Richmond Eats!: Richmond Library Pilots Citywide Menu Archive

Categories: SF Food History
RichmondEats_image.jpg
Thanks to a post today on the Richmond District blog, SFoodie learned about Richmond Eats! a five-day project that the Richmond branch of the SF Public Library has embarked on in conjunction with the Internet Archive. The Internet Archive is a San Francisco-based nonprofit that is building an online archive for historical texts and images, video, audio, and software.

From June 1 through June 5, the library is asking anyone who has historical materials related to Richmond District restaurants ― photographs, menus, recipes ― to bring them to the branch to be scanned.

The staff will make Russian and Chinese translators available, and the scanning shouldn't take too long. You can find more info on what they're looking for on the project's FAQ page.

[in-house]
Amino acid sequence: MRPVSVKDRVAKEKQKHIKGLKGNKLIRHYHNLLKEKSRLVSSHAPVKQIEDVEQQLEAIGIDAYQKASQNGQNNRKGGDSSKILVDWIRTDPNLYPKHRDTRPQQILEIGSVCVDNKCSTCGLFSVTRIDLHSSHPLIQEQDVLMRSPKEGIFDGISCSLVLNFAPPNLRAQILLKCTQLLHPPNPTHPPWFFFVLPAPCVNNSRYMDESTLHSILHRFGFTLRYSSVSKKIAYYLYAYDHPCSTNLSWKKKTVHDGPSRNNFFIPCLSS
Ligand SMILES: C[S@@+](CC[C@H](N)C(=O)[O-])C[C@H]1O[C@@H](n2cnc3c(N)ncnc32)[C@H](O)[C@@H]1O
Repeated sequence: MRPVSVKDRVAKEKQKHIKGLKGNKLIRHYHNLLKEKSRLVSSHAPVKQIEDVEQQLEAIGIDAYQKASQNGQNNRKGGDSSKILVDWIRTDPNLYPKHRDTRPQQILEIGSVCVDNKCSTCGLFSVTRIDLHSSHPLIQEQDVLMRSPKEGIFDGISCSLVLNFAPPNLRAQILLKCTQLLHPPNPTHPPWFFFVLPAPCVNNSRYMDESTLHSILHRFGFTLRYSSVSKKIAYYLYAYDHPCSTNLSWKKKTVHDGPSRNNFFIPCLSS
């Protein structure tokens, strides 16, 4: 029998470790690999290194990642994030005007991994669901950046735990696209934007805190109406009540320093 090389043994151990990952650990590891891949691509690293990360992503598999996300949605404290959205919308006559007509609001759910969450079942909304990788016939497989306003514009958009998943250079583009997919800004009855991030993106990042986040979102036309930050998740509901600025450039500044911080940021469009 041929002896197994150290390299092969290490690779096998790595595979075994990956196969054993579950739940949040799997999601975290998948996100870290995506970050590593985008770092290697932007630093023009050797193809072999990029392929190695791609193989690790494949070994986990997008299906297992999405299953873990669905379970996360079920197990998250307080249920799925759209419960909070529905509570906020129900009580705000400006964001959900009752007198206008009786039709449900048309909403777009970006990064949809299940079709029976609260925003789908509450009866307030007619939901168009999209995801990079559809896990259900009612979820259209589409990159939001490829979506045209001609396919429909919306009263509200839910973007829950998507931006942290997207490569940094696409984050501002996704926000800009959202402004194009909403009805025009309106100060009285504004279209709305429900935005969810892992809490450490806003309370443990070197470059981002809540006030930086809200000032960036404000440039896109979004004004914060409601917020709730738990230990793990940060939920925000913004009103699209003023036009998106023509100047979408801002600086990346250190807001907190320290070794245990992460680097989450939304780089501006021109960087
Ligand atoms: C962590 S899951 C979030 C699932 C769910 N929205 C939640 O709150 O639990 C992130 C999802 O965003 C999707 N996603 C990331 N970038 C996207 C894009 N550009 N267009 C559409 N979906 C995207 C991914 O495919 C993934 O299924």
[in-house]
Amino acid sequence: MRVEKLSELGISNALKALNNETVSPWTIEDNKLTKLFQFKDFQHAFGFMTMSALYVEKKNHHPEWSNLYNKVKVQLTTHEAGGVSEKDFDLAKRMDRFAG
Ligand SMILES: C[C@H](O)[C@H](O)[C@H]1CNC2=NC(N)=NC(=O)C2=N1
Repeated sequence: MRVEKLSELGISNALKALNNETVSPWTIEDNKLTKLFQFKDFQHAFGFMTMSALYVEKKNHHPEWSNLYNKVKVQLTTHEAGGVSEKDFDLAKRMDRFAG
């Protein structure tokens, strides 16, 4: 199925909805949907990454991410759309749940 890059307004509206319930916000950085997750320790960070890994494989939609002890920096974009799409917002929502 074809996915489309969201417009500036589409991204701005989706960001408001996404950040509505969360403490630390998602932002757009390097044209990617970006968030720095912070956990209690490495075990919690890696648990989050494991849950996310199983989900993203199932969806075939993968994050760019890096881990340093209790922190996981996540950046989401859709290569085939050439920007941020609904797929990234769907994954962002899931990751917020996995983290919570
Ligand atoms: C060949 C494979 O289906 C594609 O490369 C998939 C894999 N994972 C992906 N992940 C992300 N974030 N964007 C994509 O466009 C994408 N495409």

According to Terry Carlson, the branch's adult services manager, Richmond Eats! is a pilot program. Once the Internet Archives processes all the data it receives and comes up with a template for making that information available to researchers and the general public, Carlson says, the project will roll out the program to other neighborhoods and branch libraries.

The possibilities are enticing: a massive, easily searchable archive of menus and photographs documenting the evolution of San Francisco food culture from 1850 to today. We'll keep you abreast as the project rolls out to other neighborhoods. No go hunt through your scrapbook for pictures from parties your parents held at the Russian Bear back in the day.

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